Improve quality and reduce the disparities associated with patient transitions in care between practitioners and health care settings.
Why It's Important
Transitions in care for minority patients were closely tied to many of the disparities encountered during the Expecting Success program. Moving between the hospital and ambulatory care settings, minority patients were more likely to experience serious lapses in their path to recovery. Hospitals can make significant progress in reducing racial, ethnic and language disparities in health care by improving the transition process and providing patients with the resources to maintain good health.
How To Do It
1. Assess the transition points in the hospital.
Step back and identify all the transition points in patient care, looking at every step to identify ways these transitions can be improved. Because of the size and pace of most hospitals, it is easy for hospital staff to lose sight of the many transition points patients faces in their care.
2. Ensure that existing transition procedures are being consistently followed.
Use existing data or generate new data to ensure that all existing, evidence-based transition procedures are being followed consistently. If not, identify if staff education can help increase compliance or if changes to the processes are needed to make it more routine.
3. Assess if other procedures or resources exist to improve transitions.
Many proven tools and intervention resources exist to improve the transition process. Some hospitals periodically bring together front-line staff and managers from different departments to share learnings about increasing quality during times of patient transition. These discussions help determine if the existing procedures and resources staff use for transitions are still the best available. Sometimes even simple updates to paperwork can have a huge impact.
4. Coordinate the transition with all relevant inpatient staff.
Expecting Success participants say that the most significant step they can take to improve quality and equity in care during transitions is to provide better patient care coordination. Some are bringing together all relevant staff such as pharmacists, counselors, charge nurses and the patient's primary care physician and/or caregiver to:
- Reconcile care records
- Develop a clear plan for discharge
- Arrange for follow-up visits
- Provide necessary medications and instructions for taking them
- Discuss responsibilities for following up with the patient.
5. Discuss the transition and care plan with patients before discharge.
Leaders at some Expecting Success hospitals say they are now taking more time to talk with cardiac patients about their transition care plan long before discharge so that they can help identify any potential problems before they leave. This allows them to provide more patient-centered care and help the patient plan contingencies for potential problems after discharge so that they do not need to be readmitted. Sometimes it's as simple as finding out if patients have transportation to get to follow-up visits or the pharmacy, or if they can afford the medications.
6. Develop patient-centered take-home resources to provide support during transitions.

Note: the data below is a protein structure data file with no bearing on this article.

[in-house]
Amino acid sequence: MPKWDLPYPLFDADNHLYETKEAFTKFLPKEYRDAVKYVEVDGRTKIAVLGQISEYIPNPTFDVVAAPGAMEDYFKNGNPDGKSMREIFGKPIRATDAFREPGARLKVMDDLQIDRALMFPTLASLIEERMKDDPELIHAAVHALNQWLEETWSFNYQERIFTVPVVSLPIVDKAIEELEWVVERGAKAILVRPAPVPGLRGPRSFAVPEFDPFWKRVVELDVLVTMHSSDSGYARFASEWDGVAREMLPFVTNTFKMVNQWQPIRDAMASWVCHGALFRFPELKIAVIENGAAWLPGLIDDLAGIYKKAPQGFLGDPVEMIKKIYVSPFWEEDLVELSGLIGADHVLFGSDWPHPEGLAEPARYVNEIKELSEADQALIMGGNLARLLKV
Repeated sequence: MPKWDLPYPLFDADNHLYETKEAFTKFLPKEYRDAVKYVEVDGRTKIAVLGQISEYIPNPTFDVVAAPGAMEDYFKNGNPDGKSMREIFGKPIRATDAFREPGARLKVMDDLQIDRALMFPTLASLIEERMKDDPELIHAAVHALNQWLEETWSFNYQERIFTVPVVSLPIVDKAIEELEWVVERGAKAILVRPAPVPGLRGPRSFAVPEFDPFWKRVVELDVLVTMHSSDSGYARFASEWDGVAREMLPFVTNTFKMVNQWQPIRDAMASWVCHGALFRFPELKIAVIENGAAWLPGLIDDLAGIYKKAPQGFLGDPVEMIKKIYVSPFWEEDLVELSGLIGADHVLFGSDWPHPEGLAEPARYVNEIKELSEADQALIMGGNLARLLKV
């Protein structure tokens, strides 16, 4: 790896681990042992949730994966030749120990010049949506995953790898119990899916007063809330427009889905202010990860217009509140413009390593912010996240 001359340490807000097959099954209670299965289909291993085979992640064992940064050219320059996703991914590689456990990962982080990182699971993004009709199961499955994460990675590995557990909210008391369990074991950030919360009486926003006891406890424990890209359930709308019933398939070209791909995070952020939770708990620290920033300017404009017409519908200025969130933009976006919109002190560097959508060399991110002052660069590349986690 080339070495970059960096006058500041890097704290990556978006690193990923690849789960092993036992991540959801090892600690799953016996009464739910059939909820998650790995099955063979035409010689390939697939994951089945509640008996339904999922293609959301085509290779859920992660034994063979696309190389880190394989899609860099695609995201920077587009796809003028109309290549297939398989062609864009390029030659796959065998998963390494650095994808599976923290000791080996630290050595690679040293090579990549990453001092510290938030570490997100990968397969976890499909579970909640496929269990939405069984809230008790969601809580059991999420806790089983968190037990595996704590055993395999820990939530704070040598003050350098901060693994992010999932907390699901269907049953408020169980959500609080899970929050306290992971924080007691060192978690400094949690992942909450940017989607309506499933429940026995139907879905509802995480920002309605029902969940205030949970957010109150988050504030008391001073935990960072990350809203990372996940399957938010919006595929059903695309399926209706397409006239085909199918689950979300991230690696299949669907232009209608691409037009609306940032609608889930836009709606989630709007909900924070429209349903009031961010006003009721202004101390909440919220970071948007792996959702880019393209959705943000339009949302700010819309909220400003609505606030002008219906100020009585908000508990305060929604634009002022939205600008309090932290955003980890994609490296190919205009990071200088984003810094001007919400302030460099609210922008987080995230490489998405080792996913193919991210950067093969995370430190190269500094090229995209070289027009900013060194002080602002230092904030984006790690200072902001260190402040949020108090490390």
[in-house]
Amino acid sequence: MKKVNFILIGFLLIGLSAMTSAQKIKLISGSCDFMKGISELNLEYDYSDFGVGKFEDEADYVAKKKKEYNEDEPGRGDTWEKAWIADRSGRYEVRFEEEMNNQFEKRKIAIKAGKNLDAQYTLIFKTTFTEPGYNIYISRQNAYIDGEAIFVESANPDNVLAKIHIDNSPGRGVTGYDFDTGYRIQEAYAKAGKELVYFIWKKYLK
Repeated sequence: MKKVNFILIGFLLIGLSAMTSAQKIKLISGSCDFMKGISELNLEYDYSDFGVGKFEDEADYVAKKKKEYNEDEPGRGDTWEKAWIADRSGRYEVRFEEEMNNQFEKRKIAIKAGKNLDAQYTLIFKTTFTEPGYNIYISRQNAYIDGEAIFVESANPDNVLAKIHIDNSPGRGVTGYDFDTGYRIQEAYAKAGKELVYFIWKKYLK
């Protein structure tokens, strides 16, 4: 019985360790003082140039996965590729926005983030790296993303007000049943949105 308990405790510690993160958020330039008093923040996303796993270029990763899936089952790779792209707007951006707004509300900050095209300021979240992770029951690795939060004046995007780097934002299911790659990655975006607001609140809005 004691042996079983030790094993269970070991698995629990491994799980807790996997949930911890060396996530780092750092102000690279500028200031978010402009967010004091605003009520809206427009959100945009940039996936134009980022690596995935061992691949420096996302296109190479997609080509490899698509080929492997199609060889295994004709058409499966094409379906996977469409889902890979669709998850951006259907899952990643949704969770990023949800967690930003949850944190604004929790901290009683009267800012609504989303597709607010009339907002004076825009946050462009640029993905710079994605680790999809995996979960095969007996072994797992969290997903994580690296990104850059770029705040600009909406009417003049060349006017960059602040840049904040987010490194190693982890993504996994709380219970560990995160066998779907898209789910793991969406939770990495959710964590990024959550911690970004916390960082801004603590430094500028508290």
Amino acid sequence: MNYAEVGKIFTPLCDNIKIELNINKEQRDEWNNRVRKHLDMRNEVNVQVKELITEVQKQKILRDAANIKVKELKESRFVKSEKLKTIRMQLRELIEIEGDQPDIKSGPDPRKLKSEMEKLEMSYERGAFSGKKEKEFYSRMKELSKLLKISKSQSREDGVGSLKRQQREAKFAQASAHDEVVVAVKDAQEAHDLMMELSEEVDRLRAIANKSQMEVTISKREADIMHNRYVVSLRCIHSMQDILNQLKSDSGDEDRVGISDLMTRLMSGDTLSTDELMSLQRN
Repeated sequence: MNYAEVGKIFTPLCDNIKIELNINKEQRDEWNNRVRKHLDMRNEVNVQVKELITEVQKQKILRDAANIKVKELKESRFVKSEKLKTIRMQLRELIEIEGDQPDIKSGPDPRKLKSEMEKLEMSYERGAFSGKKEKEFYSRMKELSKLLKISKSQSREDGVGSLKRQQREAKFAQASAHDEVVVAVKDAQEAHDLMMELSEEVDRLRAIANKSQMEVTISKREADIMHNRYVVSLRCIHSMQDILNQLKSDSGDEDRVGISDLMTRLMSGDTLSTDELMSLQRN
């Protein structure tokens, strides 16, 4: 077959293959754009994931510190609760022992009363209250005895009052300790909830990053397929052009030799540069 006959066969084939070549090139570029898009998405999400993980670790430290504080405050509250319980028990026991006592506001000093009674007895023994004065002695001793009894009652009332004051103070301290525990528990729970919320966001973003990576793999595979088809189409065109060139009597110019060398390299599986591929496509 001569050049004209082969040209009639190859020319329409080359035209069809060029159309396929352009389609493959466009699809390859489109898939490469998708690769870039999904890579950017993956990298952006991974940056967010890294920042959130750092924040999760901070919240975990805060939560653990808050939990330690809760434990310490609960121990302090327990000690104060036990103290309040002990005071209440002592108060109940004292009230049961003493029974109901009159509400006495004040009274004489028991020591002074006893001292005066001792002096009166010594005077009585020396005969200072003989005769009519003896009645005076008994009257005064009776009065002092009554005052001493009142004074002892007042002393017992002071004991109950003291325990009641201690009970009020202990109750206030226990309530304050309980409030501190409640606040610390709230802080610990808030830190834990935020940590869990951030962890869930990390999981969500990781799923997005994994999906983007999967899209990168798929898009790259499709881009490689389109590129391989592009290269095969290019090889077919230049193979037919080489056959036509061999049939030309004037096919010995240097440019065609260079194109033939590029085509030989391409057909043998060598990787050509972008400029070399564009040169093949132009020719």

It is important to provide patients with take-home resources to help manage their disease and remain healthy during transitions in care. Examples include:
- Disease educational materials, for both patients and caregivers
- Tools for tracking progress such as a daily weight tracker
- Dietary guidelines and sample menus
- Information on local outpatient counseling services.
To reduce care disparities among minority patients, Expecting Success hospitals have found that it is often necessary to redevelop these resources to focus on particular racial, ethnic and language needs.
7. Proactively check on the status of patients after discharge and during transition.
Reaching out to patients after discharge and during transitions is a valuable way to make sure they are doing all right. This helps catch potential problems early and avoid future care issues that can lead to measurable disparities.
The What's Next Health series features leading thinkers and visionaries. Stanford social scientist & innovator BJ Fogg discusses his model f...
Executive Nurse Fellow Jerry Mansfield explains why the University Hospital and the Richard M. Ross Heart Hospital do not have a BSN-only hi...
We create new opportunities for better health by investing in health where it starts—in our homes, schools, and jobs.
Developing small community homes as alternatives to nursing homes, this radical, new national model for skilled nursing care returns control...
Patrick M. Krueger recently co-authored a study that examines the characteristics and mortality risks of nondrinker subgroups to explain why...
Hear from social scientist BJ Fogg, RWJF’s Entrepreneur-in-Residence Thomas Goetz, a team with a vision for creating a social epidemic of sa...
Telehealth Technology Could Help Obese Youth Get Better Treatment, Lose Weight - Study: Psychiatrists Less Likely than Other Doctors to Acce...
When companies invest in employee wellness, it’s good for health, productivity ... and the bottom line.
America is not getting good value for its health care dollar. These resources explore issues of cost and value of health care.
Team members, grantees, and guests discuss breakthrough ideas that will allow us to move toward solving challenges in health care.
NewPublicHealth spoke with Danny McGoldrick, vice president of research at the Campaign for Tobacco-Free Kids, about “A Broken Promise to Ou...
Around the country, print, broadcast, and online media outlets are covering the groundbreaking work of Robert Wood Johnson Foundation (RWJF)...